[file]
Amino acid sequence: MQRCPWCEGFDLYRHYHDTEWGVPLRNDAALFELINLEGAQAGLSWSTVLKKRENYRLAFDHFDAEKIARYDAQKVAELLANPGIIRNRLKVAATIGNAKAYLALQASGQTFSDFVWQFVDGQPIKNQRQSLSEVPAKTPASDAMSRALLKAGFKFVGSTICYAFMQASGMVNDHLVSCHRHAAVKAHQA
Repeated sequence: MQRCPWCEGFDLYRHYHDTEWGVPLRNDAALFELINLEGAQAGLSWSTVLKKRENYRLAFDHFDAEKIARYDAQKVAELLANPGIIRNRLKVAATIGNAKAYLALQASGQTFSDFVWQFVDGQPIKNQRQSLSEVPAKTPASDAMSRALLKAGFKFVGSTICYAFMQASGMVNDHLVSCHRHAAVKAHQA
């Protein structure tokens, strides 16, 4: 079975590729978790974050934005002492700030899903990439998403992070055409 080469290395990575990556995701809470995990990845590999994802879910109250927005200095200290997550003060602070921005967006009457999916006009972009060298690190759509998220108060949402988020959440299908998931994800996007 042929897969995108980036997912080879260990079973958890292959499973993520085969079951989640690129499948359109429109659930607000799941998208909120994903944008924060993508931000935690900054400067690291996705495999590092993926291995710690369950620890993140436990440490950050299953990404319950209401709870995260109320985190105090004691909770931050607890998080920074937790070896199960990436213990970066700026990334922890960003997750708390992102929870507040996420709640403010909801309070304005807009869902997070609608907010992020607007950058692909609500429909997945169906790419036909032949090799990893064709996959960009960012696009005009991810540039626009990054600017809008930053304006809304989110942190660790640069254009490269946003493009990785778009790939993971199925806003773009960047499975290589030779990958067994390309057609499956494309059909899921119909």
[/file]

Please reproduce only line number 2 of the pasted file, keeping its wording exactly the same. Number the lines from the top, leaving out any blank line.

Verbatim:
Repeated sequence: MQRCPWCEGFDLYRHYHDTEWGVPLRNDAALFELINLEGAQAGLSWSTVLKKRENYRLAFDHFDAEKIARYDAQKVAELLANPGIIRNRLKVAATIGNAKAYLALQASGQTFSDFVWQFVDGQPIKNQRQSLSEVPAKTPASDAMSRALLKAGFKFVGSTICYAFMQASGMVNDHLVSCHRHAAVKAHQA